Since people started working from home because of the coronavirus pandemic, public transit agencies have suffered from an unprecedented dip in ridership. By mid-March, for example, MBTA ridership dropped by a staggering 80 percent, leaving essential workers as the main source of fare revenue for the agency. Ridership began to increase slowly when some businesses reopened — though nowhere near pre-pandemic levels. Now, as a result of budget shortfalls, many states like Massachusetts have turned to their transit agencies to make dramatic cuts that would effectively render America’s public transportation systems relics of a bygone age.
These cuts are the opposite of what lawmakers should be doing. “They are shortsighted, dangerous, and backwards in every sense of where we need to be headed,” Boston City Councilor and mayoral candidate Michelle Wu said in an interview. Since before the pandemic, American cities have failed to provide reliable and accessible transit to all their residents — a failure that only reinforced and worsened inequality and segregation and made poverty all the more oppressive. Contrary to what transit agencies are proposing, states and the federal government should invest heavily in public transportation systems and, ultimately, make them free.
The fundamental reason public transit agencies should do away with fares altogether comes down to a simple principle: Everyone ought to have a right to access their city in its entirety — all of it, not just their neighborhoods, the surrounding blocks, and parts of downtown. But the way transit systems are set up in the United States now, with suboptimal reach and ever-increasing fares, leaves many residents — particularly poor residents — without the means to travel from one part of the city to the other.
Free public transit is also essential to creating a more equitable society. Low-wage workers tend to have longer commutes, and, because they often can’t afford to pay for weekly or monthly passes that discount fares, they end up spending more on each ride than middle- or high-income workers do. Black and brown residents in urban areas are also far more likely to use public transit than white people. Thirty-four percent of Black residents and 27 percent of Hispanic residents, for example, rely on public transportation, whereas only 14 percent of white residents do. In effect, Black, brown, and poor commuters are subsidizing transit for white and wealthier riders.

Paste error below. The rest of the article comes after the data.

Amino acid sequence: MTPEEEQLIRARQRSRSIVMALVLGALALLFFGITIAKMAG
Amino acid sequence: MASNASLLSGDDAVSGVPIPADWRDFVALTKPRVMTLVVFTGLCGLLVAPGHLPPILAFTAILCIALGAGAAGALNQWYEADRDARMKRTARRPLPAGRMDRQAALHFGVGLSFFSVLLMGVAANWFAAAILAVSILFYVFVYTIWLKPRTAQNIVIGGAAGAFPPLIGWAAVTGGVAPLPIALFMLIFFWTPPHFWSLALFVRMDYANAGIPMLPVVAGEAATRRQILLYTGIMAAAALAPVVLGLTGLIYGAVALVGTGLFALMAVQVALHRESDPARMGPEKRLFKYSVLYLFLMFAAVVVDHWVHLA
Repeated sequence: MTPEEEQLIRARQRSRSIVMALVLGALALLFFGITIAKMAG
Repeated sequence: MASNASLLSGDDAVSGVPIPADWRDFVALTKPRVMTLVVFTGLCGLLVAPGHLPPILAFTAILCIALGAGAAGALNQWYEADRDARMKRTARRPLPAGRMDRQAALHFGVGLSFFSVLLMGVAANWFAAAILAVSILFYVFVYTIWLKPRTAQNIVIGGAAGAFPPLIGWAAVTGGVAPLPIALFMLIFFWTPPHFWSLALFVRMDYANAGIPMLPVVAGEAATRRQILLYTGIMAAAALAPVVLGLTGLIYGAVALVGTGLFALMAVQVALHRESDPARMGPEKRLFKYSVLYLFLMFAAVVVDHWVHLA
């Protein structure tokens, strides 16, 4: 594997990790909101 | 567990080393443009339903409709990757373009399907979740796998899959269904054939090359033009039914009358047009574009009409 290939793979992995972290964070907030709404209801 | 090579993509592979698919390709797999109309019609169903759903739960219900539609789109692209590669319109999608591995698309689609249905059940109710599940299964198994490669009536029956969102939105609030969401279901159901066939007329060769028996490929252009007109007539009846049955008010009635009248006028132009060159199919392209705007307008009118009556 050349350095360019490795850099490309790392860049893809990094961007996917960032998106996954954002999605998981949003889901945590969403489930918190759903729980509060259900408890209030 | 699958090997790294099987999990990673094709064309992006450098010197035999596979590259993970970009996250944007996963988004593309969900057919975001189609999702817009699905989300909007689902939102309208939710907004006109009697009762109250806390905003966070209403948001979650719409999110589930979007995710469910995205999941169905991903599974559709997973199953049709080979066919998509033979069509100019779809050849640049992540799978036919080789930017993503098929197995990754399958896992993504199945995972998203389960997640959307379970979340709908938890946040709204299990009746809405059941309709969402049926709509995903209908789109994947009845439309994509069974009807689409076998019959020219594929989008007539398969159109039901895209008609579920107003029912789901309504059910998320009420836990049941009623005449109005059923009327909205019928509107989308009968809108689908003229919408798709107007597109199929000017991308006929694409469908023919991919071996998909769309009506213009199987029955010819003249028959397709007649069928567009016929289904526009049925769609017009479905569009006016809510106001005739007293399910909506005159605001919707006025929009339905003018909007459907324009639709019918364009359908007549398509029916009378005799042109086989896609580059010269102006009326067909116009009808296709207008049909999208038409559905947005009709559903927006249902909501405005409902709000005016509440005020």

Another issue that highlights how free transit can advance racial justice is fare enforcement: Black riders are far more likely to be fined or arrested for fare evasion than their white counterparts. In Washington, D.C., for example, 91 percent of summonses for fare evasions were issued to Black people between 2016 and 2018 in a city that’s about 46 percent Black. And in Boston, white people, who make up more than two-thirds of MBTA riders, only accounted for one-third of fare evasion citations, according to data from a two-month period last year that the agency provided the Globe.
Although eliminating fares would add more cost to an already expensive operation, the long-term rewards would far outweigh the money spent now. By encouraging travel across the city, free transit would not only bolster the local economy and help businesses draw customers, but, by getting more people to rely on buses and trains as opposed to cars, it would also help cities reduce their carbon footprints. That will take more than an ad campaign; it will require governments to make public transit a more convenient and cost-efficient mode of transportation than other alternatives. “We can’t put the burden on individuals to solve what is ultimately a structural crisis,” said Wu, who believes in making transit free.
Lawmakers and transit officials often project their budget shortfalls as losses, as though their agencies are private businesses that should be concerned with turning a profit. But public transportation is a public — and essential — service, one that should be provided to citizens, no matter the cost. Sure, transit agencies are expensive, and most of them have to deal with budget shortfalls at one point or another. But those aren’t losses; they’re the cost of providing a public service, just like building roads, parks, or schools. (Cities often spend hundreds of millions, sometimes billions, of dollars a year on their police departments, yet none of those costs are deemed “losses” by police chiefs like transit costs are by transit chiefs, and law-enforcement agencies seldom face cuts.)
On the surface, scaling back services that people aren’t using at the moment might make sense. But building an equal society is an expensive endeavor, and sometimes it even requires inefficient spending. Making public transit free should not be a question of cost; it’s a matter of racial and economic justice — and of just how much elected officials actually want equality for all.